The Big Ten collectively playing bad football in September is as predictable as a Donald Trump insult.

The league can’t help it. It’s inherent. Too many of its schools have never been regularly good at this sport.

No one who’s seen the Big Ten’s offerings on the Eastern seaboard or across the plains of Indiana or Illinois this month would believe it is close to the best conference in college football.

And yet, three weeks into this season, it matters not — the two top-ranked teams in college football are Ohio State and Michigan State. Neither them will face another opponent ranked in the Associated Press’ Top 25 this week until they play each other on Nov. 21.

All there is to do for the Buckeyes and Spartans is win and wait.

It must be exasperating to watch for the Southeastern Conference. But the SEC can’t say a thing right now. The Big Ten is bulletproof, living out a free ride thanks to its shut-your-mouth postseason.

Even karma is on the Big Ten’s side. When Arkansas coach Bret Bielema spoke up about the Buckeyes’ lackluster schedule, his program immediately lost at home to Toledo and Texas Tech.

The Big Ten’s 6-5 bowl and playoff record last year — 2-2 head-to-head against the SEC — did a number on the SEC and its howling pundits. Mostly, Ohio State thumped Alabama on its way to the first national championship in the history of the sport, the Big Ten’s best besting the best of the SEC. Historically, the scoreboard reads: Big Ten 1, everyone else 0.

That does not make the Big Ten a sound football conference right now, however.

Beyond the Buckeyes and Spartans — with apologies to Wisconsin — it’s primarily a mix of mediocrity and mess, made by slow rebuilds at former powers Penn State and Michigan, forgettable starts from newbies Rutgers and Maryland, and disinterest from the Big Ten’s Basketball Belt — Indiana, Purdue and Illinois.

If folks expect more, it’s on the Wolverines, Nittany Lions and Nebraska to pick up the pace. Because the combined efforts of Indiana, Illinois, Maryland, Minnesota, Purdue and Rutgers over the last quarter-century suggest they’re not going to be much help.

None of those six programs have more winning seasons than losings seasons since 1990, and all but Purdue have at least 15 losing campaigns in those 25 years. That’s not losing Big Ten records, but losing overall records, despite more home games than road games annually and often cushy non-conference schedules.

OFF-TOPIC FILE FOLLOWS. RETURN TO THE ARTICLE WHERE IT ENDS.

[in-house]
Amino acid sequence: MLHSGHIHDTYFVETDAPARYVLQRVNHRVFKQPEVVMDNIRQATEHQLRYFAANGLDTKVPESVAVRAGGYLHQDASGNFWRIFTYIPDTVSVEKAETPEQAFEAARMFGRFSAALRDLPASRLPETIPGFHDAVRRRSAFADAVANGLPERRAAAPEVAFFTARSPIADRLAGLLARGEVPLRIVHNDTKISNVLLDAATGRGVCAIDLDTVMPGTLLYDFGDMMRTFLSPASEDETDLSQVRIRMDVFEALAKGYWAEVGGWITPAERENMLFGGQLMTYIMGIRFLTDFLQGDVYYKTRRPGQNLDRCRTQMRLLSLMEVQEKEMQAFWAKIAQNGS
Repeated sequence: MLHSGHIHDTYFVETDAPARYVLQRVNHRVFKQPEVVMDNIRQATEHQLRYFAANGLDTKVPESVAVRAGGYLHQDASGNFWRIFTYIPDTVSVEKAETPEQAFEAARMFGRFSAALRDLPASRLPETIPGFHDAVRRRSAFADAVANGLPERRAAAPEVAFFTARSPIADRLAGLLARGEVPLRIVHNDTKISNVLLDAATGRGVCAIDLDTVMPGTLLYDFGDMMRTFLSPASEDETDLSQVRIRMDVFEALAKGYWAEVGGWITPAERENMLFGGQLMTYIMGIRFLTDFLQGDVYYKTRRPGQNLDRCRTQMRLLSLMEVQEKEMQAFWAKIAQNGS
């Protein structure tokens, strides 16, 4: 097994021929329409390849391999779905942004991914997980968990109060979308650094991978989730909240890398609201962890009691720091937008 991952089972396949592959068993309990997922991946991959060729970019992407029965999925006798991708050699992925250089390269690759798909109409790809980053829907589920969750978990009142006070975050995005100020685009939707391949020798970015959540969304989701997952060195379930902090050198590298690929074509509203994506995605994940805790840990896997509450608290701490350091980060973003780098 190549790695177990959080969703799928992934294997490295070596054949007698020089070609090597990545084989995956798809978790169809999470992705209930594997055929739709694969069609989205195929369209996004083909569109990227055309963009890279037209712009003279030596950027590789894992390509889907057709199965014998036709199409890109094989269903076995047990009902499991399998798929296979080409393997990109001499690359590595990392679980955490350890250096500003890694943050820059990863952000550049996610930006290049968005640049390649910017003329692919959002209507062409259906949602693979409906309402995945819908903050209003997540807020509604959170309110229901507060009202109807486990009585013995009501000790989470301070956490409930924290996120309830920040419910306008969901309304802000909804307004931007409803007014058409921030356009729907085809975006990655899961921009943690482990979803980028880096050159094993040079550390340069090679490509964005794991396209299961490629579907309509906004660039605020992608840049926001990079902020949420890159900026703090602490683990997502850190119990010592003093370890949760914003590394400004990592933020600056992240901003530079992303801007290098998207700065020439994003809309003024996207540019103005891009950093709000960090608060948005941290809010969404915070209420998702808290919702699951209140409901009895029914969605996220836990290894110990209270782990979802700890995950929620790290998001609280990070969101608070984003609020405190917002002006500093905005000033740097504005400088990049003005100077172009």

These are basketball schools and have-nots among the haves, places unwilling to make the necessary investment in football, in part, because fan interest doesn’t support it.

The only two unexpectedly bad results from the Big Ten Saturday were both wins — Ohio State 20-13 at home over Northern Illinois, and Minnesota 10-7 against visiting Kent State. Those two Mid-American Conference programs shouldn’t be confused as similar. The Golden Gophers’ showing against the not-so-Golden Flashes might be the most embarrassing result by the Big Ten this season.

The SEC is a deeper, better football league, a passionate land once known for racial atrocities now embracing the advantages of having a plethora of talented black athletes playing year-round football in its backyard.

It also benefits from smart scheduling which preys on uneducated perception. The SEC plays more early conference games than the Big Ten, pitting highly ranked teams against each other. When one highly ranked team beats another — even if neither is any good — reputations are boosted, untruths are born.

There is no better example of this than Texas A&M’s win at South Carolina to open last season, which bolstered the league. Texas A&M didn’t challenge itself in subsequent nonleague games, so the myth grew. Then when the rest of the league began to beat up on the Aggies, all of those teams received undue credit.

Not until Ohio State smacked ‘Bama in the national semifinals was this Ponzi scheme exposed.

Ole Miss, which won at Alabama Saturday night, appears more legit. But you get the point.

In the college football playoff era, as long as only four teams are included, depth is overrated. Because it’s unlikely any league will get more than one bid.

The Big Ten’s depth is iffy. Until the Buckeyes or Spartans lose, that’s irrelevant.

Contact Graham Couch at [email protected] Follow him on Twitter @Graham_Couch.